'Freebooting' gets the boot: Will Facebook eliminate pirated videos?
Facebook is reworking its system to remove the countless 'freebooting' (copyright-infringing) videos that users upload every day. Will it be enough?
Facebook has finally answered the calls of video publishers to fight pirated content.
In a more assertive attempt to eradicate "freebooting" – a process of reposting videos from elsewhere on the web without permission – Facebook said last week it will improve Audible Magic, its current audio fingerprinting software that helps identify unauthorized videos before they’re uploaded to the site, and develop new software as well.
"We can be doing a better job," acknowledged the company in a blog post.
Facebook is building video-matching technology that would allow creators to identify if and when a user steals their content, reported The Christian Science Monitor's Jeff Ward-Bailey. The setup, similar to YouTube’s Content ID system, is currently being tested by a group of media partners, reports Mashable.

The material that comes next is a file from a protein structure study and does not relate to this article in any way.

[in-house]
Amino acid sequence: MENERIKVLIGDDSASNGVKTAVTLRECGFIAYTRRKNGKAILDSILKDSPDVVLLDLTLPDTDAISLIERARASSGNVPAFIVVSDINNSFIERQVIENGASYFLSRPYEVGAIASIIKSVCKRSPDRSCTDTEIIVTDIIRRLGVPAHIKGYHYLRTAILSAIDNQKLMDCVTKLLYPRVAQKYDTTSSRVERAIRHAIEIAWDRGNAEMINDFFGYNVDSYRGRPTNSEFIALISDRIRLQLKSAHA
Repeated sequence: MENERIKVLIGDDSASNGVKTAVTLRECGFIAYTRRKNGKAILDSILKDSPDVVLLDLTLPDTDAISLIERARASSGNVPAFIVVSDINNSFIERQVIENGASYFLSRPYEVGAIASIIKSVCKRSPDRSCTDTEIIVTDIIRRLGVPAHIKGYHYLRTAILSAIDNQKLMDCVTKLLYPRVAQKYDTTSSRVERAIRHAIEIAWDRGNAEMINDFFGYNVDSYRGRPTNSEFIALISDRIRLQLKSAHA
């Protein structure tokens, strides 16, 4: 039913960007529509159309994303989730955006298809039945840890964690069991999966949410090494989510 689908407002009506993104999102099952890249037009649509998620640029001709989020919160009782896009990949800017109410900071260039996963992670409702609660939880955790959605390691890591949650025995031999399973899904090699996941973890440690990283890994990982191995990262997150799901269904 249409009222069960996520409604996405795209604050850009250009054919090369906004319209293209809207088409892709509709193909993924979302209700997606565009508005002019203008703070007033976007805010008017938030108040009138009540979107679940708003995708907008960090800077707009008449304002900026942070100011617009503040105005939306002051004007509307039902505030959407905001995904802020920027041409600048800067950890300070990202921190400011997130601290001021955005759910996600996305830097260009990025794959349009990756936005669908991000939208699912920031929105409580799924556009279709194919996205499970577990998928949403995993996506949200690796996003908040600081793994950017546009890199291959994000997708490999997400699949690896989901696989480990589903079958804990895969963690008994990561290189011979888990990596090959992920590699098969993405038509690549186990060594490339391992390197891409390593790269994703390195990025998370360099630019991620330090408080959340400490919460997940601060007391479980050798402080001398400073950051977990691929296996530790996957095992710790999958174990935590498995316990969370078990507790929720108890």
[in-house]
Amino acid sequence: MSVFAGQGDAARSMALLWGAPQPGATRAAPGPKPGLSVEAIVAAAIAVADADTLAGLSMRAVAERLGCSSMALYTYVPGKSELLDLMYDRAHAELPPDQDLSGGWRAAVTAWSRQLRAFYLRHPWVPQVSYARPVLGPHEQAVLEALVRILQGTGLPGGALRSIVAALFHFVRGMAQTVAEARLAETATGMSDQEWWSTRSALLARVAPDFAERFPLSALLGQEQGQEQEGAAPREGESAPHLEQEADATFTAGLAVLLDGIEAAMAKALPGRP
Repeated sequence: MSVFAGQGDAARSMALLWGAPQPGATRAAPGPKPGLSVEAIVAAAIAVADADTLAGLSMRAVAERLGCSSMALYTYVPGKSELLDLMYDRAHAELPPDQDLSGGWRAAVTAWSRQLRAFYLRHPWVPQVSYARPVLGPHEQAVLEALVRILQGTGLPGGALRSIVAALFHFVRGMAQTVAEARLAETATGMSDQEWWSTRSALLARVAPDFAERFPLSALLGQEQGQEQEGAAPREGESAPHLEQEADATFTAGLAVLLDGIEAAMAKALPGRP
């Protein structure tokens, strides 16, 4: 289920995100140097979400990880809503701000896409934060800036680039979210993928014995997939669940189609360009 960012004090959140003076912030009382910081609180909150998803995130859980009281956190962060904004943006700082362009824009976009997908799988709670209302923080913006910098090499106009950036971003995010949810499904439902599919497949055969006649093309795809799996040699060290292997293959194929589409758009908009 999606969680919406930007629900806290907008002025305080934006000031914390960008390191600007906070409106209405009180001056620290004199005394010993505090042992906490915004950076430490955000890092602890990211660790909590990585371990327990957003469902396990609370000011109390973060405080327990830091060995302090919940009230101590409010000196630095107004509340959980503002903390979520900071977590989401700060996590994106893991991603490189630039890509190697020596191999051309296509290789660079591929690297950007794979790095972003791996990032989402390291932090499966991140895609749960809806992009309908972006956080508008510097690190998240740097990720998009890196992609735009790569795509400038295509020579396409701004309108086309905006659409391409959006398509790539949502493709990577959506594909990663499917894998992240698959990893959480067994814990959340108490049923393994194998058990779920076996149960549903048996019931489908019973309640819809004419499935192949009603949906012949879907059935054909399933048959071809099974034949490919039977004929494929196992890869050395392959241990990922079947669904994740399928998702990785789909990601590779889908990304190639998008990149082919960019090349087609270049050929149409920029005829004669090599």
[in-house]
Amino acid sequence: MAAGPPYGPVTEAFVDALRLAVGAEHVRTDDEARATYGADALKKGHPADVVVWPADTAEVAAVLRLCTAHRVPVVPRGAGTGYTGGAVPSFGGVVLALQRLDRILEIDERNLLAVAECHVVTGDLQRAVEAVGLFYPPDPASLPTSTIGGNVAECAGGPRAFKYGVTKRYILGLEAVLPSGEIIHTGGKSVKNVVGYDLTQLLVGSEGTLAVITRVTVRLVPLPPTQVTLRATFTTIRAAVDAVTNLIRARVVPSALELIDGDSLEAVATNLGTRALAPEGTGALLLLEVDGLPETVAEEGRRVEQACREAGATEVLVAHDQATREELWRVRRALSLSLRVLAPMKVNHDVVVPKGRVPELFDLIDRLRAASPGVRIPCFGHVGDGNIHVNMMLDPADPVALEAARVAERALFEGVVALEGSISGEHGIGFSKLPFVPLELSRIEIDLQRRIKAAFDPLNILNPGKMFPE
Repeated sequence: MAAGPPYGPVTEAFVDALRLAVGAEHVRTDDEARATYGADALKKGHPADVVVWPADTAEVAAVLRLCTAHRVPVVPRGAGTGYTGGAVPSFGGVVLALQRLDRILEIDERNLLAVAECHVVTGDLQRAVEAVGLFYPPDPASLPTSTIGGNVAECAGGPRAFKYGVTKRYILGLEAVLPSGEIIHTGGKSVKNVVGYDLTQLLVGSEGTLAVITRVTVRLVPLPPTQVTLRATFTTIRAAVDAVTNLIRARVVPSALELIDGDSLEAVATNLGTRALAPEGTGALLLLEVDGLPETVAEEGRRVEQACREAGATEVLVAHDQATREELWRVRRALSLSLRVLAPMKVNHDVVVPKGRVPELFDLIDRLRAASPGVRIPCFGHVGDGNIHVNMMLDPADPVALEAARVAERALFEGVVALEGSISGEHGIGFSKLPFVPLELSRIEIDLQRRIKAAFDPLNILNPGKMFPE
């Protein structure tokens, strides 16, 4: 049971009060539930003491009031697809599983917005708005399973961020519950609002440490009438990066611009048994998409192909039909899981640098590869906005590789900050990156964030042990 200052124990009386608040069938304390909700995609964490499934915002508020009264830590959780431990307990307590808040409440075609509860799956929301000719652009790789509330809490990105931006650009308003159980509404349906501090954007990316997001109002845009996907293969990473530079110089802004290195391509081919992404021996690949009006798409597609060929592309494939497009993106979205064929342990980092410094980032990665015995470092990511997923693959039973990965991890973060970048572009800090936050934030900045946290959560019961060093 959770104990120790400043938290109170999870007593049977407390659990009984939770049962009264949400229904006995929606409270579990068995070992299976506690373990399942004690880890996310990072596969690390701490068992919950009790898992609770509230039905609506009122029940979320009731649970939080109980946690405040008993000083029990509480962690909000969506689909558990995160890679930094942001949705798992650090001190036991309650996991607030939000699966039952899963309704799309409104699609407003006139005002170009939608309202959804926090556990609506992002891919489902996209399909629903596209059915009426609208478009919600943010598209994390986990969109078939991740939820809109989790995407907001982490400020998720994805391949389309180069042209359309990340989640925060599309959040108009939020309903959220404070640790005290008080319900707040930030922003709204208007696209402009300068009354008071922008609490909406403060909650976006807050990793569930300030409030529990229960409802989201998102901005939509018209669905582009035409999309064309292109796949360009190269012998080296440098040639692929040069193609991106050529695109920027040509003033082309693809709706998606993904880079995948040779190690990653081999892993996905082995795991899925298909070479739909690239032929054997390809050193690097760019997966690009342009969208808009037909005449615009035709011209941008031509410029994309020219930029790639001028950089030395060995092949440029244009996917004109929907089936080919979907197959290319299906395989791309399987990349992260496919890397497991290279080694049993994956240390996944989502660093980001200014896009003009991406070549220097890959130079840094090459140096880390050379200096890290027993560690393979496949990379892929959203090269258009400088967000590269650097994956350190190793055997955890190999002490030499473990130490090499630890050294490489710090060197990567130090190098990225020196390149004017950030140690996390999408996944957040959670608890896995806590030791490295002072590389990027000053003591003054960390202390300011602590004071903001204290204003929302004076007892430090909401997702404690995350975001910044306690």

Since its video platform has taken off in the last year – delivering up to 4 billion views a day – Facebook has faced public outcry over a lack of oversight on pirated content. At best, the company is too laissez faire, say critics. At worst, Facebook is artificially inflating its reach via "cheating, lies, and theft," says YouTube video creator Hank Green.
Unsurprisingly, much of Facebook's strength as a video host comes in its shareability. Almost 73 percent of the site's most popular videos were posted without the original creators’ permission, according to a much-cited study by the marketing firm Ogilvy.
"That’s a problem for content creators, who can’t make money off their stuff if it’s been stolen and uploaded. But it’s also a problem for Facebook, which will need those creators if it wants to host videos viewers actually want to watch," reported WIRED. "Advertisers, after all, want to be where the viewers are."
In addition to enhancing its piracy recognition tools, Facebook has also vowed to target users whose IP addresses identify them as "repeat infringers," though it’s not clear how fast it would be able to keep up with them.
"This is no small task, but it can be done, and we're encouraged by Facebook's early progress," he said.